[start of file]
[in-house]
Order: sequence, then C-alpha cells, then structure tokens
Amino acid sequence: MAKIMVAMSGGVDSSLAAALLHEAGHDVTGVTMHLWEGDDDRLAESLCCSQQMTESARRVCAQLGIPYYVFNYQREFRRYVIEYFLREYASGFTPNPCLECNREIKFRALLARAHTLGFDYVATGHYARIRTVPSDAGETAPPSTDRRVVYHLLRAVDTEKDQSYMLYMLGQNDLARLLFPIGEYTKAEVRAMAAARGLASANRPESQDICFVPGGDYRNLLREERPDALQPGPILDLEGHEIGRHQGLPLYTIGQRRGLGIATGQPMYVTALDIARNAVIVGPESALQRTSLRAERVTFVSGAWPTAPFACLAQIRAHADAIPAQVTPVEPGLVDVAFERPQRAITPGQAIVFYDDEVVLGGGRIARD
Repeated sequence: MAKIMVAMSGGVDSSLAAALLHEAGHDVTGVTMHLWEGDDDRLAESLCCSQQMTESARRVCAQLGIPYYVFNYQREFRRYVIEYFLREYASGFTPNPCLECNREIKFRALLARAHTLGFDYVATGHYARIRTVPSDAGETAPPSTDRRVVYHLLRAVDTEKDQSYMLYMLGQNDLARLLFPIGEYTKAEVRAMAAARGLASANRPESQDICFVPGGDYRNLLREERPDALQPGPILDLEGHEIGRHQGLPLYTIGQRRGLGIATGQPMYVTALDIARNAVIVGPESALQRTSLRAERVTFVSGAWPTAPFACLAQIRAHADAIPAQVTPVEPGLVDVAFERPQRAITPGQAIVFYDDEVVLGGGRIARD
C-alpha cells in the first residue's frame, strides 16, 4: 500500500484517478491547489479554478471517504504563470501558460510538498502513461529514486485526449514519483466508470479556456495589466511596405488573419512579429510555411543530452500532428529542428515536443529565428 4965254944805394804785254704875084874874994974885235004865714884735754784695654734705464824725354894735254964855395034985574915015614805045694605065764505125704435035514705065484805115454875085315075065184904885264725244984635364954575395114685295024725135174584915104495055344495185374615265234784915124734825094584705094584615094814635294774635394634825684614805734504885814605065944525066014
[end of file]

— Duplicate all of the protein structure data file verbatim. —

[in-house]
Order: sequence, then C-alpha cells, then structure tokens
Amino acid sequence: MAKIMVAMSGGVDSSLAAALLHEAGHDVTGVTMHLWEGDDDRLAESLCCSQQMTESARRVCAQLGIPYYVFNYQREFRRYVIEYFLREYASGFTPNPCLECNREIKFRALLARAHTLGFDYVATGHYARIRTVPSDAGETAPPSTDRRVVYHLLRAVDTEKDQSYMLYMLGQNDLARLLFPIGEYTKAEVRAMAAARGLASANRPESQDICFVPGGDYRNLLREERPDALQPGPILDLEGHEIGRHQGLPLYTIGQRRGLGIATGQPMYVTALDIARNAVIVGPESALQRTSLRAERVTFVSGAWPTAPFACLAQIRAHADAIPAQVTPVEPGLVDVAFERPQRAITPGQAIVFYDDEVVLGGGRIARD
Repeated sequence: MAKIMVAMSGGVDSSLAAALLHEAGHDVTGVTMHLWEGDDDRLAESLCCSQQMTESARRVCAQLGIPYYVFNYQREFRRYVIEYFLREYASGFTPNPCLECNREIKFRALLARAHTLGFDYVATGHYARIRTVPSDAGETAPPSTDRRVVYHLLRAVDTEKDQSYMLYMLGQNDLARLLFPIGEYTKAEVRAMAAARGLASANRPESQDICFVPGGDYRNLLREERPDALQPGPILDLEGHEIGRHQGLPLYTIGQRRGLGIATGQPMYVTALDIARNAVIVGPESALQRTSLRAERVTFVSGAWPTAPFACLAQIRAHADAIPAQVTPVEPGLVDVAFERPQRAITPGQAIVFYDDEVVLGGGRIARD
C-alpha cells in the first residue's frame, strides 16, 4: 500500500484517478491547489479554478471517504504563470501558460510538498502513461529514486485526449514519483466508470479556456495589466511596405488573419512579429510555411543530452500532428529542428515536443529565428 4965254944805394804785254704875084874874994974885235004865714884735754784695654734705464824725354894735254964855395034985574915015614805045694605065764505125704435035514705065484805115454875085315075065184904885264725244984635364954575395114685295024725135174584915104495055344495185374615265234784915124734825094584705094584615094814635294774635394634825684614805734504885814605065944525066014